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Honors English 10

19 Dec. 2017

Plessy
vs Ferguson and how it affected the U.S. and LR9 in Warriors Don’t Cry

                On the 7th of
June, 1892 Homer Plessy was arrested due to his refusal to move from a seat
that he had rightfully paid for. This would end up pushing the limits of what
is considered constitutional about the “Separate Car Act”. Plessy’s argument
was that his removal went against the 14th amendment, in the case, “Plessy v.
Ferguson”.

By the fourteenth
amendment, all persons born or naturalized in the United States, and subject to
the jurisdiction thereof, are made citizens of the United States and of the
state wherein they reside; and the states are forbidden from making or
enforcing any law which shall abridge the privileges or immunities of citizens
of the United States, or shall deprive any person of life, liberty, or property
without due process of law, or deny to any person within their jurisdiction the
equal protection of the laws. (Transcript)

The 14th amendment may grant these rights, but
the 10th overrules these by placing the court with power to decide on the
constitutionality of any problems not covered previously in the constitution.
The 14th amendment guarantees equal protection, which is the reason why this
decision will harm our beautiful country for decades to come. 

Ferguson reached
the conclusion that “Separate but equal” was constitutional even though now it
would be considered backward and wrong. Ferguson stated, “It the removal of
Plessy from the train does not conflict with the thirteenth amendment, which
abolished slavery and involuntary servitude, except a punishment for crime, is
too clear for argument” (“Transcript”). This is one of the statements that
pushed Ferguson towards his ruling. The legalization of “Separate but Equal”
affected people during the civil rights movement in two main ways: the image of
black people compared to white people and the overall infrastructure and
economy of the U.S.

Moreover, black
people before were seen as lower classes and not as good as their paler
counterparts. Without even seeing a person’s ability, black people would be
disregarded or even purposely targeted with negative attention. With “Separate
but Equal” in place segregation spread more and more and blacks were treated
worse and worse even though the name states “Equal”. The non-colored people
would get normal, even nice at times, facilities while people of color might
get a shed or something of a way poorer quality than what the white people
receive. The U.S. was split into colored and non-colored but “states had
troubles determining where to draw the line”(“Plessy v Ferguson.” History, 1:05-1:15).
The white people who thought they were better before were reassured by Ferguson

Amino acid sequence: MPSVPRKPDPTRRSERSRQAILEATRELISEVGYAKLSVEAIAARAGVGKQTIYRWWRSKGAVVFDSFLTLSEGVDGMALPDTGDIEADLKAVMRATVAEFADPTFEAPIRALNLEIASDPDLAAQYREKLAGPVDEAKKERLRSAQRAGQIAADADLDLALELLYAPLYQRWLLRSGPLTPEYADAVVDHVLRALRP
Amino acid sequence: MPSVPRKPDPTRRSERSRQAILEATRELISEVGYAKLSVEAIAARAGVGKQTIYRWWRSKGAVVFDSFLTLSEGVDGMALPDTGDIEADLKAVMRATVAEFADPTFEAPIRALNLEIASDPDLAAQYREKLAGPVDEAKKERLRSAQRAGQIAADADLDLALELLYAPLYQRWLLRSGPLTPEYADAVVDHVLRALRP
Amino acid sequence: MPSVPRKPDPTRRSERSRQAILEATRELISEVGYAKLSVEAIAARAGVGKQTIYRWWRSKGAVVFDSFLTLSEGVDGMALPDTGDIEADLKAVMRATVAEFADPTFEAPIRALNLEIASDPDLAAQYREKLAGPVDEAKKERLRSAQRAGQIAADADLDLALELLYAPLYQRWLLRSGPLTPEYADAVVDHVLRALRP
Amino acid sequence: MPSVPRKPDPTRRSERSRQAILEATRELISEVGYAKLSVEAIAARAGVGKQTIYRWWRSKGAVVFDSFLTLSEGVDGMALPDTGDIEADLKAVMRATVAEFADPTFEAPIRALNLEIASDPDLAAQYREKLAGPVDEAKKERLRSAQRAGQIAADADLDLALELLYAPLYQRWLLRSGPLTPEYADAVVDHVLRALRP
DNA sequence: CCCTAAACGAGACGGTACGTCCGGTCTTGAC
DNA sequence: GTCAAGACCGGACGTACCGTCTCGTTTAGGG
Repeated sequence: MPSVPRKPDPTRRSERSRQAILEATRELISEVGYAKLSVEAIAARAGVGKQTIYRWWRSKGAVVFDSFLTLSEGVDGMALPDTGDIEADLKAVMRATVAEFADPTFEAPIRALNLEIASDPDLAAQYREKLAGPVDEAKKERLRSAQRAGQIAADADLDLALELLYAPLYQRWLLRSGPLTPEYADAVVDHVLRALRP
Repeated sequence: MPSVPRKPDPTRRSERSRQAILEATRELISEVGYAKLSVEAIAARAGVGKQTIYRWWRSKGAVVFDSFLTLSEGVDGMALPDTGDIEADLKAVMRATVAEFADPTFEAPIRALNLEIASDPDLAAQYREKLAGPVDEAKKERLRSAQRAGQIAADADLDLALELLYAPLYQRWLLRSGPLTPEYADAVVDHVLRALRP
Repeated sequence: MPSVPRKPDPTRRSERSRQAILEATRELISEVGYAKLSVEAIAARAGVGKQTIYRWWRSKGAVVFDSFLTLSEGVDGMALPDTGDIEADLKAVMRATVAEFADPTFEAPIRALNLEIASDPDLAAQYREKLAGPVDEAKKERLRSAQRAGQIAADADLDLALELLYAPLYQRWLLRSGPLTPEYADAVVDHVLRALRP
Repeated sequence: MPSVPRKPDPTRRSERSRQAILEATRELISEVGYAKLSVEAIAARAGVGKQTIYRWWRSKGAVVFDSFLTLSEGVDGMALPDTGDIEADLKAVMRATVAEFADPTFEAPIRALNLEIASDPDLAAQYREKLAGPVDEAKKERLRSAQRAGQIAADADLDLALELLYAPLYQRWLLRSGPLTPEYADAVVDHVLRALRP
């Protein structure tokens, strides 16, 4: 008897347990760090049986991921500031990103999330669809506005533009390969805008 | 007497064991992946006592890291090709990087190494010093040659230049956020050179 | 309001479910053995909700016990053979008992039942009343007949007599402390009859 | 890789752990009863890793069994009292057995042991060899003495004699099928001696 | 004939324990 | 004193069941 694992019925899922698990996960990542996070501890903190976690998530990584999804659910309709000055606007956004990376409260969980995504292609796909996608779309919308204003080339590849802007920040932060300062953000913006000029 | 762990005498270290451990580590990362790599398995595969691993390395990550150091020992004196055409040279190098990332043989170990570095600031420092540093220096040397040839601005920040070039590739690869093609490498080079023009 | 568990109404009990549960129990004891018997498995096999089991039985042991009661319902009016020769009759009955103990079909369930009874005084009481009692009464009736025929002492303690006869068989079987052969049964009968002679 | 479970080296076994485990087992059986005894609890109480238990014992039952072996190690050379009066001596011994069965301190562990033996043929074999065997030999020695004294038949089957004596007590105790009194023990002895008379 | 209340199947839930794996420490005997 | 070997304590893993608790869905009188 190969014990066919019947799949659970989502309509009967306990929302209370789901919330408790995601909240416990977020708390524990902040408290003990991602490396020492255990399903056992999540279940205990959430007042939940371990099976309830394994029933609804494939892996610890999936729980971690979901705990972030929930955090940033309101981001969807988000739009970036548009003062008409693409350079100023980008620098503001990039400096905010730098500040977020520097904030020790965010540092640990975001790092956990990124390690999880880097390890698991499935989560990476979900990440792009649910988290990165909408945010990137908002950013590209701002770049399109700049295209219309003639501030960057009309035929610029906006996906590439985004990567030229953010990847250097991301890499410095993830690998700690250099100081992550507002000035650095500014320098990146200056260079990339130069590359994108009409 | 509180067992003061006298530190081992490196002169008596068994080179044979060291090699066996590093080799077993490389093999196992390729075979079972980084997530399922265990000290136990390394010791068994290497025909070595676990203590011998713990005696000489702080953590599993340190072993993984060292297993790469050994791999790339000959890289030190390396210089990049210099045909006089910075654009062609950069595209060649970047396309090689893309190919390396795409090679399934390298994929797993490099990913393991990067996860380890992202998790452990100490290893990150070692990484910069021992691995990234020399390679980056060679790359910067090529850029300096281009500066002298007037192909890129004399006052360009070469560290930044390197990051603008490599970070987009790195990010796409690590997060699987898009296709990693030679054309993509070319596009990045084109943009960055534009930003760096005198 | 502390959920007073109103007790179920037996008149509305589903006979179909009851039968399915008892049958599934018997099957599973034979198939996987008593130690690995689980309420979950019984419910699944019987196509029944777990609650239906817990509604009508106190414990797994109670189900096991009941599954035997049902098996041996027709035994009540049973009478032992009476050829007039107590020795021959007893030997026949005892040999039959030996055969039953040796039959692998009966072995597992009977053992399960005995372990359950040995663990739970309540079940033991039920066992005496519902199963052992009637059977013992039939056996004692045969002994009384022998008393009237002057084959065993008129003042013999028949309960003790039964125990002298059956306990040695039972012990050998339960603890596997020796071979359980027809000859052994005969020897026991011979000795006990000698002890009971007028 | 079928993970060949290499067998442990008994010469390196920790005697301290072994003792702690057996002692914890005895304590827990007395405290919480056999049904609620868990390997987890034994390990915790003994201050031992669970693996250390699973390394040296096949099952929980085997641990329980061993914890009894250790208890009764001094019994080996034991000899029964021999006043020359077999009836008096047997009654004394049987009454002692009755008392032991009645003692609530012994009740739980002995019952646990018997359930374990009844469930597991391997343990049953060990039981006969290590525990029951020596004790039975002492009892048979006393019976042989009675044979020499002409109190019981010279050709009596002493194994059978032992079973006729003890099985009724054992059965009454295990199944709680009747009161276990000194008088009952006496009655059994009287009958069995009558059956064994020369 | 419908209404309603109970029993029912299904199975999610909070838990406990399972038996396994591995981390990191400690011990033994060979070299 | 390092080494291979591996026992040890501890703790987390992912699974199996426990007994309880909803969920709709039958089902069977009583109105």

that they were better. This led to the mistreatment of many non-white people
before the Brown v Board. Furthermore, the ruling affected the economy through
the requirement of multiple buildings. Even if the quality of the space created
for the black people was poor and run down, it doesn’t mean that having to add
more space on top of what you already have is expensive. The ruling increased
costs of owning a restaurant or any other business because of the expectation
that, you will double the size of the area because the spaces had to be
somewhat equal. This is a very inefficient requirement and lost both blacks and
white people lots of money. These problems were nation-wide but you can find
better examples of these effects in local areas like Little Rock.

For example,
Beals says, “at five… I gathered up the money to ride…the man shouted, ‘You
don’t belong here, picaninny!'”(8). This shows that even the youngest of black
people aren’t given any slack. This had a big effect on Melba’s life because
this was her first experience of harsh segregation and hate between races. The
encounter at the merry-go-round forced Melba to grow up faster. On top of that,
the main reason why the integration of LR9 into Central High was so extraneous
and difficult was because of Plessy v. Ferguson. When segregation became
legalized, it widened the chasm between the blacks and the whites in education.
This chasm was forcibly closed by LR9 after they experienced a great deal of
pain and suffering. Plessy v. Ferguson caused the LR9

 

Works
Cited

“Plessy v
Ferguson.” History. http://www.history.com/topics/black-history/plessy-v-ferguson
. Accessed 1 Dec, 2017.

Beals, Melba. “Warriors
Don’t Cry.” Avenue of Americas, New York: Washington Square Press. 1994.

“Transcript of
Plessy v. Ferguson.” Our Documents,

https://www.ourdocuments.gov/doc.php?flash=true&doc=52&page=transcript.
3 Dec, 2017.

 

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